Now in just a little over 20 years, the average hip-hop listener went from an urban poverty stricken teen who could relate to what the earlier rappers sang about; to being listened to by 16 year old Caucasian girls.
    In the music entertainment business you have to cater to the public or so it is now believed that you have to do so to become large. This is ironic seeming that hip-hop and my beloved rap music started out from going against society and it was all about rebelling and not caring what anyone thought.

    It was supposed to be a form of expression of one’s self, or as inspiration. Instead it went from the streets of Brooklyn and Compton and other urban areas; to being heard around the world because of T.V.

    Radio, Mass communication have changed the whole way rappers nowadays express ideas and thoughts.

    It’s no longer about their emotion or struggle but rather what he or she can afford, and what costs more than the next. What he or she is wearing, drinking, smoking, driving, and so on. Why haven’t rappers done like NBA players and demand contracts for promoting these companies and their products?

    Who knows? It seems like none really cares; I’m sure they have to realize that due to Mass Communication that they control fashion and have the marketing power to do so or do they? How many millions have they really made for these companies, millions and millions I’m sure. If just one of the leading hip-hop artist mentions a brand within hours of that song hitting the radio waves, instantly that product becomes a household name.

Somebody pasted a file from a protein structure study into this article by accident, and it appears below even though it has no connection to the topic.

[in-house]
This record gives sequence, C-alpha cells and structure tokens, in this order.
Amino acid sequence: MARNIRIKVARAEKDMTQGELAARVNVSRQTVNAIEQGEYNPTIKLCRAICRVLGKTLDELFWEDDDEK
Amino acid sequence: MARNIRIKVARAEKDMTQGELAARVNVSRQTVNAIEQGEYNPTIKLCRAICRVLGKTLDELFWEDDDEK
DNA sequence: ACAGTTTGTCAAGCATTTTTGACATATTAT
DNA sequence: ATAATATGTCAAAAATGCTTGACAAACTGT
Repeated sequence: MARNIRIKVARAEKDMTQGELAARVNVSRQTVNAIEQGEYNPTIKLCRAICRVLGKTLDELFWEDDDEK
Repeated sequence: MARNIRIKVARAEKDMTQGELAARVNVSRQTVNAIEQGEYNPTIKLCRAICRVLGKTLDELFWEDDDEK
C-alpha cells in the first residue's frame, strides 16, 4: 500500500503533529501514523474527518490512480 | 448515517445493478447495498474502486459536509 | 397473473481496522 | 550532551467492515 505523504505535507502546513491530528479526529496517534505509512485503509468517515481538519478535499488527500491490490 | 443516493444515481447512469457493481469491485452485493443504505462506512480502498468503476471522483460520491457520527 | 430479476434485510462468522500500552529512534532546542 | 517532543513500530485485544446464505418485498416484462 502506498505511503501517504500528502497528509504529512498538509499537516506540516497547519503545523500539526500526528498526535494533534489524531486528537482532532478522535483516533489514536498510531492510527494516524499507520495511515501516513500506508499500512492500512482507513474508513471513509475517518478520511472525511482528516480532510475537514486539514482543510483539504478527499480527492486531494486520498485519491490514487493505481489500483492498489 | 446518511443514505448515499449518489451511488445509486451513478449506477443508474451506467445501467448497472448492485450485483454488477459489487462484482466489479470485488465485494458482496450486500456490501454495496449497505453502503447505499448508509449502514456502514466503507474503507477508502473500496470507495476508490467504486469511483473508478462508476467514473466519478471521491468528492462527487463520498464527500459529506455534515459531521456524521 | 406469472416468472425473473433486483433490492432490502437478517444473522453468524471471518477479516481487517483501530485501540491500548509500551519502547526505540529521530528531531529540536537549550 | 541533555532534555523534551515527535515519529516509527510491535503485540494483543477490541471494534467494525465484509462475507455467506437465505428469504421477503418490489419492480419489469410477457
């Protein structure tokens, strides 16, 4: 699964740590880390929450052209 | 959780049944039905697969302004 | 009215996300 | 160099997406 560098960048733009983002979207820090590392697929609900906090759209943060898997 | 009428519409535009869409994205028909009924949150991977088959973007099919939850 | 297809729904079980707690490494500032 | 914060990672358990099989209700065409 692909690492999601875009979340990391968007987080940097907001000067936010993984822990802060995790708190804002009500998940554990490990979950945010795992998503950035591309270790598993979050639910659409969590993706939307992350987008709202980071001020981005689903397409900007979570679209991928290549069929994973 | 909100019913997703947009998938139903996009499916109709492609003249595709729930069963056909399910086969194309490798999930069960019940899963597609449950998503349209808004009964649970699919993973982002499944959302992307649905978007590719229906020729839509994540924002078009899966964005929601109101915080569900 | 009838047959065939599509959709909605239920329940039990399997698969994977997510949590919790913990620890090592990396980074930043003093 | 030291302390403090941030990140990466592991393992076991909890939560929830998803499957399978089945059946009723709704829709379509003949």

It can also have a reverse negative impact for a product brand for instance a couple of years ago Tommy Hilfiger was a big brand similar to Gucci nowadays. All the rappers, entertainers and all wore Tommy. That is until it was rumored that he stated he did not want black people purchasing his clothing.

    To any person with sense, no one in their right mind would state such a thing correct, wrong. Immediately rappers such as Pimp C a well known Texas rapper and underground legend half of the Duo UGK made a couple of songs and statements saying F*** Tommy and promoted Polo instead.

    As you can guess Tommy’s sales dropped precipitously, and within hours of this Tommy following the advice of his public relations team,I’m sure, made an once in a lifetime appearance on the Oprah Show to try and correct the so called rumor about him not wanting blacks to buy his name brand. Did this PR move work for Tommy? When was the last time you saw any one was wearing something boasting Tommy’s label?!!

    The power to speak to billions of people at once through a song is a very powerful tool that somehow went from uplifting people in a movement to honoring material things that do not really matter. All this is possible because of Mass communication and the power it has that was discovered nearly 50 years ago.

    The power to reach, and change things instantly, and subliminally, that is Mass Media. You have to love it. I know I do.

    Ellis is a student in Media Comm 132

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      davidJan 10, 2011 at 12:56 pm

      Well someone didn’t do their research first. Although some will make a song with a brand name in it without getting paid… Most do get paid (well) for included a brand in their lyrics. Especially when speaking of liquor.

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    Hip Hop has become a powerful advertising force